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IBM Watson uses natural language processing capability to bring global voices to the debate.
“That’s Debatable” is a limited series presented by
Bloomberg Media and Intelligence Squared U.S. and
sponsored exclusively by IBM—featuring industry
leaders, economists, policy makers, and public
intellectuals to debate some of today’s most pressing
For each episode of “That’s Debatable,” IBM Watson used a new advancement in natural language processing (NLP) from IBM Research to provide insight into three distinct debate topics. More than 5,000 arguments were submitted online from around the world across the three topics, which were then analyzed and distilled into key points that were highlighted on the show and discussed by human debaters.
It’s time to redistribute the wealth
Economic inequality has become a linchpin of modern politics. As nations around the world face a reckoning on race and social justice and work to combat the economic impacts of the pandemic, we ask: Is it time to redistribute the wealth? Should we address growing inequality by overhauling our tax system, expanding our social safety nets, and investing more in public initiatives like universal health care, education, and infrastructure? Or would awealth transfer unduly punish the economic elite, destroy the promise of a meritocracy, and inevitably lead to excessive government intervention in our social and economic lives?
A U.S.-China Space Race Is Good for Humanity
Nearly 70 years ago, the Space Race galvanized international support for scientific achievement and ushered in a new era of technological advancement. And since the historic Apollo 11 mission, the United States has maintained its status as the world’s leading nation in space. But now, China is ramping up its national space industry with huge investments in next-generation technologies that promise to transform military, economic, and political realities here on Earth. Against this backdrop, we ask: Would a new U.S.-China space race be good for humanity? Could a 21st-century great power competition drive innovation, rally public support for science and discovery, and launch humans into the next generation? Or would this competition catalyze an expensive global arms race, militarize space for decades to come, and destroy any hope of international peace and cohesion in the future.
Stop worrying about national deficits?
Governments around the world have spent unprecedented sums — trillions of dollars — to combat the economic impacts of coronavirus. In the United States alone, the national deficit surpassed $3 trillion this year. That’s three times larger than in 2019 and some $2 trillion more than the White House projected back in February. But just what does rising government debt mean for our future? A new crop of economists – adherents to Modern Monetary Theory – have a bold proposition: Don't worry about it. In a modern economy, they argue, deficits are no bogeyman. And they're certainly no excuse to halt state spending on things like education and healthcare. Take Japan, for instance, where the national deficit is a soaring $12 trillion and counting. But others are far more wary. They warn that unless political leaders balance the books, soaring federal debt will undermine the nation's economic future and compromise national security and sovereignty. So, we ask, are rising national deficits cause for concern?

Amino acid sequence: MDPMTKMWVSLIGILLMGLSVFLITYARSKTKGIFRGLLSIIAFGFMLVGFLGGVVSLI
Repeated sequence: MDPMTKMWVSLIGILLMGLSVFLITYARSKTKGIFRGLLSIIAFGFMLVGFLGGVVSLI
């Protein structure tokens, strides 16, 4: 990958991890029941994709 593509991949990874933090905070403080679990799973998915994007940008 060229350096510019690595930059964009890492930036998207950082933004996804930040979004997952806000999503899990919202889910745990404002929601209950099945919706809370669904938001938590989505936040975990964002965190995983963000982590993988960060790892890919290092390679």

Key point analysis
How it works
Watson uses the latest innovations in natural language processing, available in products like Watson Discovery, to identify the most significant key points and generate coherent narratives.
For “That’s Debatable,” Watson analyzes every submitted argument to determine if the content is for or against the position statement. Watson also removes submissions deemed irrelevant, such as those that are off-topic, or those that are deemed neutral – neither supporting nor contesting the statement.
Watson evaluates the quality of each submitted argument and identifies potential key points by grading and filtering high-quality arguments. It disregards potential key points that are too long, too emotional in tone, are incoherent or include redundancies. The arguments matched to each key point are sorted by the their argument quality and by the confidence in the matching.
The ranking of the quality is based on the machine learning model, which was trained on human assesments of over 30,000 arguments. There is a general correlation between the argument quality score and factors including grammar, clarity and repetition.
Watson now identifies how many arguments support each of the potential key points. It then selects a small set of key points that are diverse and cover the majority of arguments submitted.
Finally, Watson selects the key points cited most often in the submissions. For each key point, a small subset of the strongest arguments that support that key point are selected. Those key points and arguments are then used to formulate coherent, salient narratives — one arguing the pro side of the debate, the other arguing the con side.
Try it yourself
See how your powers of persuasion stack up. Submit an argument either for or against the debate topic from the first episode, then click “Match to key point” to find out if your argument aligns with one of the key points, and how it ranks in comparison to the other statements supporting the same key point. Try it out with the second and third debate topics as well.
Find answers and insights in your documents
Watson Discovery is AI-powered search that uses innovative, market-leading natural language processing to understand your industry's unique language. It quickly finds answers and uncovers meaningful business insights from your documents and webpages, cutting research time by more than 75%.